It should be emphasized that the TL shortening translates to the decreased RBC count but not to the lower hemoglobin concentration or to the lower volume of erythrocytes (MCV). This observation suggests that TL attrition restricts proliferative bone marrow potential to a limited extent but does not impair hemoglobin synthesis in erythroblasts. Thus, the process of TL shortening most possibly does not result in the development of anemia, at least in elderly.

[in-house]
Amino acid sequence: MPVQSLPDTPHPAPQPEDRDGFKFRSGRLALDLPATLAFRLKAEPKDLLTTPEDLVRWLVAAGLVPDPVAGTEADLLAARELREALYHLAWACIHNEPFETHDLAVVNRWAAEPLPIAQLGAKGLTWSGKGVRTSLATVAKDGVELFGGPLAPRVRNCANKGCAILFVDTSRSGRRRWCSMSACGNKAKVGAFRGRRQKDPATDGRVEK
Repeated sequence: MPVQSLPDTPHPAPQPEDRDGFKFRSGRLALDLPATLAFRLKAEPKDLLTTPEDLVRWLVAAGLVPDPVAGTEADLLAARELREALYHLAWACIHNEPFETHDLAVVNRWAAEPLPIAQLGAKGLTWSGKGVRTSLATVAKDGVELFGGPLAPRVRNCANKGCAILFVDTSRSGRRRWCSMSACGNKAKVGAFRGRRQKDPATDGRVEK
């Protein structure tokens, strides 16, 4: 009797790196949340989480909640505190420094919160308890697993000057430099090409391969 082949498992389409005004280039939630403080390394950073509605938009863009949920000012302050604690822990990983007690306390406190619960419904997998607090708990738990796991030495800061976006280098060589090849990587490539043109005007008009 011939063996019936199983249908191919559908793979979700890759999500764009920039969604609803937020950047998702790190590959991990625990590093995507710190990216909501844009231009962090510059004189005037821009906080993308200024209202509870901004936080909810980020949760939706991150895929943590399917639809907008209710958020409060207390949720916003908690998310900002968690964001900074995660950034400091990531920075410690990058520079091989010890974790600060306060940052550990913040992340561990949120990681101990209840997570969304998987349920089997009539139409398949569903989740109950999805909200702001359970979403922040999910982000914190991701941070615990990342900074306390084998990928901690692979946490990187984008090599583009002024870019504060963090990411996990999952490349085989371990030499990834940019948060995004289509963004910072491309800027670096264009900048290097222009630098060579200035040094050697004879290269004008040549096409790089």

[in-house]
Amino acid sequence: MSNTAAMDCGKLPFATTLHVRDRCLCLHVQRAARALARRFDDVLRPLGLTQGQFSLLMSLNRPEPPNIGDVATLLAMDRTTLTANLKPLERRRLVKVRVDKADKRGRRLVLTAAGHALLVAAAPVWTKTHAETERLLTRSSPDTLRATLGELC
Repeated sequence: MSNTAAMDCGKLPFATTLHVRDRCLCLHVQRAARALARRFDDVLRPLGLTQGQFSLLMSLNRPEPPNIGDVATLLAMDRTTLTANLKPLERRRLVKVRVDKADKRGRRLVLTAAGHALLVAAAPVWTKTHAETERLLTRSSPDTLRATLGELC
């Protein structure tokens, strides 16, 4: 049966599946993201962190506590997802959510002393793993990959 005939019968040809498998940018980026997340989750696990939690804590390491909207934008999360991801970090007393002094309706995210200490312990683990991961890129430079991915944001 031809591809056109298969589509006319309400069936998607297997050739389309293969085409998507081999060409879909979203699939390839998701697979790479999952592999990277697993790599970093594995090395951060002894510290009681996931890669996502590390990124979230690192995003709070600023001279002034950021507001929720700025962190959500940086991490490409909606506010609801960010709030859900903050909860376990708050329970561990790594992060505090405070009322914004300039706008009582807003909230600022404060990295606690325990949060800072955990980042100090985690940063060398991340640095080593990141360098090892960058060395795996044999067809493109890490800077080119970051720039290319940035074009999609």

One of the limitations of our study was that we did not examine TL in HSCs but in WBC and this was assumed to reflect bone marrow senescence status. Population-based study incorporating bone marrow biopsies, however, interesting from the scientific point of view, is not realistic [27]. Moreover, it has to be emphasized that several conditions such as oxidative stress or systemic microinflammation can influence telomere attrition in WBC. However, we did not find any association between TL and the levels of circulating CRP and IL-6. The parameters of oxidative stress were assessed only in some respondents, therefore we did not include them in the analysis. Additionally we did not examine the associations of the telomerase reverse transcriptase single nucleotide polymorphisms with TL which will be an issue for the further study of PolSenior population. A strength of our analysis is that we gathered data from a large population-based study of individuals aged 65 years and over, allowing us to generalize our results to the population of elderly people at large.